Stock market

How much passive income can I get if I invest £200 a month in a stocks and shares ISA?

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To get decent passive income from UK dividend stocks, wouldn’t we need to invest a lot?

With a 5% yield, we would need £10,000 to accumulate just £500 per year. So, yes, we need to build as much as we can. But it may not be as difficult as we think.

If we regularly invest small amounts of money, return our dividend cash, and continue for the long term, we may be surprised at how much we can achieve.

UK profits

Using a stocks and shares ISA, we can make smaller payments each month. And it allows us to generate a reasonable investment amount. And then don’t worry about taxes on the years of profits we want to get.

Please note that tax treatment depends on the individual circumstances of each client and may change in the future. The content in this article is provided for informational purposes only. It is not intended to be, nor does it constitute, any tax advice. Readers are responsible for conducting their own due diligence and seeking professional advice before making any investment decisions.

How big is the pot?

What can we expect from our modest £200 a month? I’m going to look at two stock candidates.

Phoenix Group Holdings (LSE: PHNX) is one of them. I picked it partly because it has the biggest yield. FTSE 100 Now, at 10.6 percent. And also because I rate it as a quality company with long-term potential.

There is no such thing as a risk-free dividend, especially not one as large as this one. The insurance sector has the most volatility, and I think it can be volatile. We can see from the chart above how badly the share price has performed.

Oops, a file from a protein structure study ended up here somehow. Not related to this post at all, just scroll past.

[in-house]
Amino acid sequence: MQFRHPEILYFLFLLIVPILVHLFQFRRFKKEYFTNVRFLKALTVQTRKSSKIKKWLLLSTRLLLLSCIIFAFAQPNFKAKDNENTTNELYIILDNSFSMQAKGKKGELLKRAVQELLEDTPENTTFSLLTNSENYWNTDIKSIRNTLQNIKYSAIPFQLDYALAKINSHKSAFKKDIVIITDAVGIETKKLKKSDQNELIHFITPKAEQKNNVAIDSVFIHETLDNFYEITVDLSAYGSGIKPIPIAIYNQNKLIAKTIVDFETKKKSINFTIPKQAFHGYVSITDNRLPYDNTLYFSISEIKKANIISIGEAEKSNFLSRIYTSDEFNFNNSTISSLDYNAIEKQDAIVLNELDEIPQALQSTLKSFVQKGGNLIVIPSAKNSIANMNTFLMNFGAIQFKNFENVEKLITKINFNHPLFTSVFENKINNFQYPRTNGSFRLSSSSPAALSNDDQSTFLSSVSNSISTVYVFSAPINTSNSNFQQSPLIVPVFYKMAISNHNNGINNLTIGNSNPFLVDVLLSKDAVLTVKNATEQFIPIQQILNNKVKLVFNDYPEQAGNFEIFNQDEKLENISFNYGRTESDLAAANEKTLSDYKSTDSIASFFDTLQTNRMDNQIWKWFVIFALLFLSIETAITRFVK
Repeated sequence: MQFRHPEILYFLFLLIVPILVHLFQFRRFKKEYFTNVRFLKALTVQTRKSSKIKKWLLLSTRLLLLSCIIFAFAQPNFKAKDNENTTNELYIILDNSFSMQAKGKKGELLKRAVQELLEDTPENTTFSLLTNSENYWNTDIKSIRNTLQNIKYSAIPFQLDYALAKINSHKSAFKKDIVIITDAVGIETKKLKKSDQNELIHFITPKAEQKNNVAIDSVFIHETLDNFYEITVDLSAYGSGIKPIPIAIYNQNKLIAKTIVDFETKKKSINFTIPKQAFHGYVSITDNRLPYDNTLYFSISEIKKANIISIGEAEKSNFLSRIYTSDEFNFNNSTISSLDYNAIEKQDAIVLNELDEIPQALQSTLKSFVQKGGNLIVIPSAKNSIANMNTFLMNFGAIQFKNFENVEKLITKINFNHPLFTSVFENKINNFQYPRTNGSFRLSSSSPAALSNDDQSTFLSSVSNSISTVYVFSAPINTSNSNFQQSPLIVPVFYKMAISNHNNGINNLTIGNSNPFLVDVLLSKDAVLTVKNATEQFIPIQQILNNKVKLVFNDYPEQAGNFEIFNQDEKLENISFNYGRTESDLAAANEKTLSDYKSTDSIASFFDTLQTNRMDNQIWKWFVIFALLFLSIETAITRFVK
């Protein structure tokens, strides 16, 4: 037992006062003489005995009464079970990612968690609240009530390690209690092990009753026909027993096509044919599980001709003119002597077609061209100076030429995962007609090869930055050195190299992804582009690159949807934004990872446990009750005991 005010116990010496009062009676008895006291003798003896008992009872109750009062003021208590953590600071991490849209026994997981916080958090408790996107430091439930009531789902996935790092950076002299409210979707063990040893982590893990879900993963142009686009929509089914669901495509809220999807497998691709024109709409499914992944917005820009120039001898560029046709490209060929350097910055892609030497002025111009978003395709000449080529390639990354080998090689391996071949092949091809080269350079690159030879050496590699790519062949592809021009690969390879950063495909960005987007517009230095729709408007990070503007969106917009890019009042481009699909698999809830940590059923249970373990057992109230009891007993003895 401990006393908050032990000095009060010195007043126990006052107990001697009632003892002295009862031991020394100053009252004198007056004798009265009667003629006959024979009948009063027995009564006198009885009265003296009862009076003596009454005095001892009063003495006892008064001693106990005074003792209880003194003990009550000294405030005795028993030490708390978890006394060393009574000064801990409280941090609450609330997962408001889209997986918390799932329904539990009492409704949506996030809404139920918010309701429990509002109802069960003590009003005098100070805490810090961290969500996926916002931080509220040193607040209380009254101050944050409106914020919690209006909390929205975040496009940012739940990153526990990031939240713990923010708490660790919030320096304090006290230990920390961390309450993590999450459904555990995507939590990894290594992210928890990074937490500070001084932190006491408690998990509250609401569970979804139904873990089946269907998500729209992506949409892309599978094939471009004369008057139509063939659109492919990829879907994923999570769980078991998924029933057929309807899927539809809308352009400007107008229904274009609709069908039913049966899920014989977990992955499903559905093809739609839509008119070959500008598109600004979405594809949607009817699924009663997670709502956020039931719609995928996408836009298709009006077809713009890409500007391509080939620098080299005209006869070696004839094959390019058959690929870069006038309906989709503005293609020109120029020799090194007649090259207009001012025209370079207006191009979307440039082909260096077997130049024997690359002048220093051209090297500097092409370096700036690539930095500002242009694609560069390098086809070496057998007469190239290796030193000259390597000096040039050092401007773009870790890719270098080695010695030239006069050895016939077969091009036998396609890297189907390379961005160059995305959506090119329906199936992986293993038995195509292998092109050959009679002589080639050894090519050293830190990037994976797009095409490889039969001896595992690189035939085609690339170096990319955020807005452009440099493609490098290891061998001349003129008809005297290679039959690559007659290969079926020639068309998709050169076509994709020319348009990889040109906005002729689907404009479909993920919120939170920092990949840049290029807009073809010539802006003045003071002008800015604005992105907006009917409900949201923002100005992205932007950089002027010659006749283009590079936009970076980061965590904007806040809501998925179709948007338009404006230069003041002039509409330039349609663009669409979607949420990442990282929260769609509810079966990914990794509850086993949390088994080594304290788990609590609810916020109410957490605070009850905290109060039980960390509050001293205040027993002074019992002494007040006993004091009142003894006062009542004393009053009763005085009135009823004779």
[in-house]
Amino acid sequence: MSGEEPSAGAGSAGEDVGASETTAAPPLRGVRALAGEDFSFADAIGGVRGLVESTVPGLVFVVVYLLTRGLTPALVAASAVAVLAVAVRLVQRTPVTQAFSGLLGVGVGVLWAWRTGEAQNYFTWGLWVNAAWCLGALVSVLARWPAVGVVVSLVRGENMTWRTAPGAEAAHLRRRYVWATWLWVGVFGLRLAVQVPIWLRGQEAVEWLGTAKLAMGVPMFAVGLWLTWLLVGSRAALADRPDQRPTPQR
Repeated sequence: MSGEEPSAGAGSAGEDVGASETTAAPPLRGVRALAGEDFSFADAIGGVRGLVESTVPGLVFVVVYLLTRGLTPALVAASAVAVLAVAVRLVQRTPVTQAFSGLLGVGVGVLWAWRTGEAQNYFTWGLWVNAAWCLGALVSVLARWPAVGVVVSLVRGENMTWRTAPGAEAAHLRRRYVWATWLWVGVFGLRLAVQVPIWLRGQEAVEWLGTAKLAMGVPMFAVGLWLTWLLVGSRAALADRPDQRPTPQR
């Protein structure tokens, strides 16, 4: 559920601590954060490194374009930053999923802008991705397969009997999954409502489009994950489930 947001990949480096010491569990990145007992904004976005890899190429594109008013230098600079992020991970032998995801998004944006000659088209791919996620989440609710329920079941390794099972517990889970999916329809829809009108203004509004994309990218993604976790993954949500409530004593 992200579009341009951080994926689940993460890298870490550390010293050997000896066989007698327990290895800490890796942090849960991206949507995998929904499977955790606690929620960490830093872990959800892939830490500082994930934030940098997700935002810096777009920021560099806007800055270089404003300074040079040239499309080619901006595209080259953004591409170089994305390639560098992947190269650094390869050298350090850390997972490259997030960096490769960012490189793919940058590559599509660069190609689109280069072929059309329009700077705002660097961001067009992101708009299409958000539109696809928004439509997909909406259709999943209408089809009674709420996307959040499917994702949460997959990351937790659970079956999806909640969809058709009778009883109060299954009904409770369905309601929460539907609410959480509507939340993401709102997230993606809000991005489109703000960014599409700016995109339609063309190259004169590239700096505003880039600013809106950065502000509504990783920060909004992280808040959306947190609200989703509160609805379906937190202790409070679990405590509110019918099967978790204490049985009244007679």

For my money, a £200 monthly investment in the Phoenix Group could grow to £155,000 over 20 years. And can then pay £16,000 a year in passive income.

Now, I think the chances of the dividend and share price staying the same for the next two decades are pretty much nil. But we may see share prices rise. And combined with good returns, a strong chance of good results.

Permanent Payer

Next is up. National Grid (LSE: NG.), is seen as a reliable cash cow when it comes to long-term returns.

We’ve just heard that the dividend yield will be lower as a result of the new stock issue, but we should still be looking at a yield of around 5.2%. Historically, it has been more stable than stocks in more volatile sectors.

Investing the same £200 per month in National Grid, again with dividend cash, could grow to £83,000 over 20 years.

And from that, the same dividend yield could pay £4,300 a year in passive income.

I think the biggest risk here is that the share price could suffer if the firm surprises the market in any way. And we, in fact, saw exactly that following the news of the unexpected equity issue.

The Company is also in a regulated industry, which may limit its earnings.

Diversified production

But I think both of these can make a good contribution to a balanced ISA of 10 to 15 stocks. And to repeat the average Stocks and Shares ISA return of 9.6% over the last decade… well, I’d say that’s worth aiming for.

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